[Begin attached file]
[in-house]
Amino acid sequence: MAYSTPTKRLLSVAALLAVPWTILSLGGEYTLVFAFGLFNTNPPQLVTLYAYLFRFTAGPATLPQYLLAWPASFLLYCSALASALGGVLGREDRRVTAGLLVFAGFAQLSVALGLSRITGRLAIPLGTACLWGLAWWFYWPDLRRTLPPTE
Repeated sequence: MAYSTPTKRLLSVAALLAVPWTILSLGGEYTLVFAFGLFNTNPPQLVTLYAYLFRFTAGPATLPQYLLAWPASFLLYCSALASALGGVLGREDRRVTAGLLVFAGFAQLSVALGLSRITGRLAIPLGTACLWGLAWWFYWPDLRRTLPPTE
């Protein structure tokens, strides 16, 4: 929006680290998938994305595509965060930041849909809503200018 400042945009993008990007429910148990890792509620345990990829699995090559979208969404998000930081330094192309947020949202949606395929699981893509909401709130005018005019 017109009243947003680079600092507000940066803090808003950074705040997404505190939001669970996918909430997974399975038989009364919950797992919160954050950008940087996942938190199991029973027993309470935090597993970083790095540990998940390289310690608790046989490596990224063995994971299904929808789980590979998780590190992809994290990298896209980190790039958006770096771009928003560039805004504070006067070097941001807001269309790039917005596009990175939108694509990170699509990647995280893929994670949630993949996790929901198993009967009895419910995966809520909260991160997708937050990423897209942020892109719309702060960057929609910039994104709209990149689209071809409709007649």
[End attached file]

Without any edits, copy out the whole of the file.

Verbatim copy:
[in-house]
Amino acid sequence: MAYSTPTKRLLSVAALLAVPWTILSLGGEYTLVFAFGLFNTNPPQLVTLYAYLFRFTAGPATLPQYLLAWPASFLLYCSALASALGGVLGREDRRVTAGLLVFAGFAQLSVALGLSRITGRLAIPLGTACLWGLAWWFYWPDLRRTLPPTE
Repeated sequence: MAYSTPTKRLLSVAALLAVPWTILSLGGEYTLVFAFGLFNTNPPQLVTLYAYLFRFTAGPATLPQYLLAWPASFLLYCSALASALGGVLGREDRRVTAGLLVFAGFAQLSVALGLSRITGRLAIPLGTACLWGLAWWFYWPDLRRTLPPTE
């Protein structure tokens, strides 16, 4: 929006680290998938994305595509965060930041849909809503200018 400042945009993008990007429910148990890792509620345990990829699995090559979208969404998000930081330094192309947020949202949606395929699981893509909401709130005018005019 017109009243947003680079600092507000940066803090808003950074705040997404505190939001669970996918909430997974399975038989009364919950797992919160954050950008940087996942938190199991029973027993309470935090597993970083790095540990998940390289310690608790046989490596990224063995994971299904929808789980590979998780590190992809994290990298896209980190790039958006770096771009928003560039805004504070006067070097941001807001269309790039917005596009990175939108694509990170699509990647995280893929994670949630993949996790929901198993009967009895419910995966809520909260991160997708937050990423897209942020892109719309702060960057929609910039994104709209990149689209071809409709007649």